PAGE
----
Excerpt from Travelers by Helon Habila, plus links to reviews, author biography & more

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Travelers

A Novel

by Helon Habila

Travelers by Helon Habila X
Travelers by Helon Habila
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    Jun 2019, 288 pages

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1

We came to Berlin in the fall of 2012, and at first everything was fine. We lived on Vogelstrasse, next to a park. Across the road was an Apotheke, and next to that a retirement home, and next to that a residential school for orphans. The school was once a home for single mothers, but eventually the mothers moved on and only the children were left. The school is made up of two cheerless structures— one noticeably newer than the other— behind waist- high cinder- block walls and giant fir trees. In the evenings the children ran in the park, jumping on trampolines and kicking around balls, their voices cutting through the frigid air clear as the bell ringing. In the mornings they sat in the courtyard behind the short fence to craft wooden animals and osier baskets under the watchful eyes of their minders. Once, out early with Gina, one of the boys, anywhere between the ages of eight and ten, sighted us and rushed to the low wall, he leaned over the top, almost vaulting over, his face lit- up with smiles, all the while waving to us and shouting "Schocolade! Schocolade!" I turned away, ignoring him. Gina stopped and waved back to him. "Hello!" How his eyes grew and grew in his tiny face! Surprise mingled with pleasure as he ran back to his mates. He repeated this whenever he saw us, and Gina always indulged him, but I never got used to it. I never got used to the thin, eager voice, and how the other children, about a dozen or so, stopped and raised their eerily identical blond heads and blue eyes to watch him waving and calling "Schocolade!" as if his life depended on it.

*

I first met Mark when he came to the house with one of Gina's flyers in his hand. "I am here for this," he said, waving the yellow flyer. It said Gina was working on a series of portraits she called Travelers, and she was looking for real migrants to sit for her. Fifty euros a session, to be paid for by the fellowship. I pointed him to the guest room she had converted into a studio. Soon their voices carried to the living room, hers polite but firm, his questioning, arguing. He was being turned down, and I could have told him not to press, Gina would never change her mind. Later, when I asked her why, she said he wasn't right and didn't elaborate, but I guessed he looked too young, his face was too smooth and lacking the character only time and experience brings. Last week she had drawn a lady and her four- year- old daughter. I met the lady in the living room waiting for Gina to set up her easel, still wearing her outdoor coat, an old woolen affair, and when I asked her if she wanted me to take the coat she shook her head, I turned to the daughter, did she want a drink, she pulled the child closer to her. The week before that it was a man, Manu, who told me he was a doctor in his former life, now he worked as a bouncer in a nightclub, waiting for the result of his asylum application. His face was lined, prematurely old, and I knew Gina would love those lines, each one of them an eloquent testimony to what he had left behind, to the borders and rivers and deserts he had crossed to get to Berlin. She would also love the woman's hands that tightly clutched her daughter's arm, they were dry and scaly, the nails chipped, no doubt ruined while working in some hotel laundry room, or as a scullery maid.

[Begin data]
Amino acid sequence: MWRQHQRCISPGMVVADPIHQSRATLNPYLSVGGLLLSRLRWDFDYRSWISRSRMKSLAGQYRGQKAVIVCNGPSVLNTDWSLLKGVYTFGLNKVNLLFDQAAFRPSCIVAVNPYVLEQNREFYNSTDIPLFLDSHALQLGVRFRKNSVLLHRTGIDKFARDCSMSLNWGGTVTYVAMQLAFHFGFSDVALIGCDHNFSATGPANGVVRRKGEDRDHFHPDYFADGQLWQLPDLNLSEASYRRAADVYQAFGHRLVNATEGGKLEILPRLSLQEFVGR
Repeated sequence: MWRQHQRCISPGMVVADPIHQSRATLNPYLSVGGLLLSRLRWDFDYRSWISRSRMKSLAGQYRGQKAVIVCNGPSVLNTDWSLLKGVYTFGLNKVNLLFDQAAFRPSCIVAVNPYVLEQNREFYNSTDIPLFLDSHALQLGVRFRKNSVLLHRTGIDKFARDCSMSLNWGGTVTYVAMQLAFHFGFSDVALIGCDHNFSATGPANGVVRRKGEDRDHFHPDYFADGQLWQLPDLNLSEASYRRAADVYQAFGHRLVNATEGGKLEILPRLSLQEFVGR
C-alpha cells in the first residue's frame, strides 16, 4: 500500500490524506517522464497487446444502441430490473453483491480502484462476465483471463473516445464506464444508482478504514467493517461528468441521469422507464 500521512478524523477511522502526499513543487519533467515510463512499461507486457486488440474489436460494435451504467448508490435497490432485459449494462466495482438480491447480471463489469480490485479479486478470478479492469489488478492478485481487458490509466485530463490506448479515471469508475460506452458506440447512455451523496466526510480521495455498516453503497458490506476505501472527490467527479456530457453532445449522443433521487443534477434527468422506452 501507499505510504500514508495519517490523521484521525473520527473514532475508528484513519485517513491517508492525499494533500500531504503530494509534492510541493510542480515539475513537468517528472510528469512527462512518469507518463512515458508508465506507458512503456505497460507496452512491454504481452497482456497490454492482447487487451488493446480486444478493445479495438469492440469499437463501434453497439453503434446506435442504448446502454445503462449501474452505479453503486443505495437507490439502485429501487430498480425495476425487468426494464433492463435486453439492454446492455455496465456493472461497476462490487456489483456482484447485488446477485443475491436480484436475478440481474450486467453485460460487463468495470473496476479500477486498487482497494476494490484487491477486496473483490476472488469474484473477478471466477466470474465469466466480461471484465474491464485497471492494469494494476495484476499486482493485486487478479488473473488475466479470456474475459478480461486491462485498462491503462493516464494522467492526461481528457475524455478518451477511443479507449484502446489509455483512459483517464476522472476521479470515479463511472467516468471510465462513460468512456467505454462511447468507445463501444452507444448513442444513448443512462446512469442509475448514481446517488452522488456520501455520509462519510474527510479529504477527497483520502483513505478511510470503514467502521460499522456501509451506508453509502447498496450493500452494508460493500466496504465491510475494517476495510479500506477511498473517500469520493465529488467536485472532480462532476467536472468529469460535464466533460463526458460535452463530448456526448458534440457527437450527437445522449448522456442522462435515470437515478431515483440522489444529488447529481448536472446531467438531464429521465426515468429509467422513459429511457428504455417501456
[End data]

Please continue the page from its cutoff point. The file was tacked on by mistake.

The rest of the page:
Mark came out of the studio and stood by the living room door, a wry smile on his face, his red jacket in one hand, still holding the yellow flyer in the other hand. Behind him Gina, in her paint- splattered overalls, was already back at her painting, dabbing away at the easel, her face scrunched up.

"I'll walk you to the bus stop," I offered. I had been indoor all day reading, I needed to stretch my legs, or perhaps I felt sorry for him, coming all the way for nothing, or I might have sensed something intriguing about him, something unusual that maybe Gina had sensed as well, and for that reason had turned him away. That same thing that made her send him away had the opposite effect on me, it drew my attention. Right now he looked dejected, as if he had already made a budget for those fifty euros, which he was now realizing he would never see. I asked him if he had ever sat for a painter before. He hadn't. Who had, apart from professional models, but he thought what she needed were ordinary people, real people, and wasn't he real enough?

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Excerpted from Travelers by Helon Habila. Copyright © 2019 by Helon Habila. Excerpted by permission of W.W. Norton & Company. All rights reserved. No part of this excerpt may be reproduced or reprinted without permission in writing from the publisher.

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